> 
> The problem with rebasing when pulling is that git commit IDs change,
> so it's much more difficult to determine when a commit is merged into
> a parent tree; one has to search by commit subject rather than just
> executing e.g. git branch -a --contains XXX. I thought Albert just
> agreed to use merges rather than rebases for u-boot-arm for this and
> perhaps other reasons.

The short answer is that right now, u-boot/next follows the linux-next
model and we rebase as needed.

> It would be awesome if U-Boot could adopt something more similar to
> the Linux kernel's git usage model, namely:
> 
> * All downstream branches are based off some known stable point in the
> master branch (e.g. 2012.10-rc1). Before these branches are merged
> into any other branch, they can be rebased if absolutely needed, but
> preferably not.
> 
> * Once a downstream branch is merged upwards, the downstream branch
> doesn't merge upstream back down into the downstream branch, but either:
> 
> a) Keeps adding to the existing branch so that incremental pull
> requests can be sent.
> 
> Or often when u-boot/master has made a complete new release does:
> 
> b) Creates a new branch based on the latest rc or release from
> u-boot/master.
> 
> (in practice, downstream branches typically end up with something like
> for-3.5 based on v3.4-rcN, for-3.6 based on v3.5-rcN, for-3.7 based on
> v3.6-rcN, some running in parallel containing either important
> bugfixes for the release or new development as determined by the
> current state of the various releases in the mainline tree).
> 
> * When a branch is merged from a repo to a parent repo, it's always a
> git merge --no-ff; never a rebase or fast-forward.
> 
> * In order to resolve merge conflicts/dependencies between different
> downstream branches, one of the following happens:
> 
> 1)
> 
> a) The first downstream branch gets merged into u-boot/master.
> b) The second downstream branch creates a new branch starting at an an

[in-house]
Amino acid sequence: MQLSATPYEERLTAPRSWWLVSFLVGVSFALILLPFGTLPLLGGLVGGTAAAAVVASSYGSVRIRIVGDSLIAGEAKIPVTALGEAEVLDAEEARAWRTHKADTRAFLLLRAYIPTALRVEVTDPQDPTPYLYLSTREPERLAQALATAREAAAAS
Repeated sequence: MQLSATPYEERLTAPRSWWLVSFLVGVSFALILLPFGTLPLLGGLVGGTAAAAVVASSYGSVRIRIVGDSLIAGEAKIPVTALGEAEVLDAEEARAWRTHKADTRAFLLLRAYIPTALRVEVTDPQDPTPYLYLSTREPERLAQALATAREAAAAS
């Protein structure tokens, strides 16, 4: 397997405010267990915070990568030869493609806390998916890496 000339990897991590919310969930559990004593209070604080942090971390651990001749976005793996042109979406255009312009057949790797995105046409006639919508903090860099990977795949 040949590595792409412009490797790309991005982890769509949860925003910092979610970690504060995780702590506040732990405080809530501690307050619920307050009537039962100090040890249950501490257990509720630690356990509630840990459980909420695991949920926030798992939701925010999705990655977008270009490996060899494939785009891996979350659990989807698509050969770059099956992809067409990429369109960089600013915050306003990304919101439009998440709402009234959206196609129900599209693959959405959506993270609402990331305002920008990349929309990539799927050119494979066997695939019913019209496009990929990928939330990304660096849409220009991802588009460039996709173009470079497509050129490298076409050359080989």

> rc or release in u-boot-master that contains it the required patches.
> c) The dependent patches are applied to the second downstream branch.
> d) The second downstream branch gets merged into u-boot/master.
> 
> 2)
> 
> All the patches that would usually be merged through downstream branch
> 2 actually get ack'd by the maintainer of downstream branch 2 and
> applied to downstream branch 1 after the patches they depend on. This
> is simplest, but may cause complications if both branches need to take
> patches that build on the merged patches they're merged into an rc or
> release in u-boot/master.
> 
> 3)
> 
> A topic branch is created by one of the downstream maintainers,
> branched from a u-boot/master rc or release, and containing just the
> patches that other patches depend on, and this topic branch gets
> merged into both the two downstream branches for further work.
> 
> Yes, this does all take a little bit more thought, planning, and
> co-ordination, but I think having a simpler and more stable git
> history is worth it.

Interesting.  As this is more work on the custodians end, what does
everyone else say?
Stephen Warren - Oct. 9, 2012, 10:14 p.m.
On 10/09/2012 03:32 PM, Tom Rini wrote:
> On Tue, Oct 09, 2012 at 03:03:28PM -0600, Stephen Warren wrote:
>> On 10/09/2012 08:23 AM, Tom Rini wrote:
>>> On Sun, Oct 07, 2012 at 08:49:00PM +0200, Marek Vasut wrote:
>>> 
>>>> NOTE: I get a few more size issues with ELDK 4.2 on IXP
>>>> (that big-endian ARM) after this patchset is applied. I
>>>> wonder if we shouldn't just throw these away, since they're
>>>> dead code mostly.
>>>> 
>>>> The following changes since commit 
>>>> c7ee66a8222660b565e9240775efa4c82cb348c2:
>>>> 
>>>> Merge branch 'next' of git://www.denx.de/git/u-boot-ppc4xx
>>>> into next (2012-10-02 10:16:40 -0700)
>>>> 
>>>> are available in the git repository at:
>>>> 
>>>> 
>>>> git://git.denx.de/u-boot-usb.git next
>>>> 
>>>> for you to fetch changes up to 
>>>> f0ede0e8305bc3c959862446bce40cb028b36293:
>>>> 
>>>> usb.h: Add udc_disconnect prototype to usb.h (2012-10-07
>>>> 02:08:48 +0200)
>>> 
>>> I had to rebase this locally to merge (such is next), and now
>>> it's applied to u-boot/next, thanks!
>> 
>> Hmm. Can't "git merge" solve merge conflicts just as well as "git
>> rebase"?
>> 
>> The problem with rebasing when pulling is that git commit IDs
>> change, so it's much more difficult to determine when a commit is
>> merged into a parent tree; one has to search by commit subject
>> rather than just executing e.g. git branch -a --contains XXX. I
>> thought Albert just agreed to use merges rather than rebases for
>> u-boot-arm for this and perhaps other reasons.
> 
> The short answer is that right now, u-boot/next follows the
> linux-next model and we rebase as needed.

I don't quite follow that; linux-next is also purely merge-based. Are
you referring to the fact that it's re-created every day, and the
source branches that go into the merge can be rebased if needed?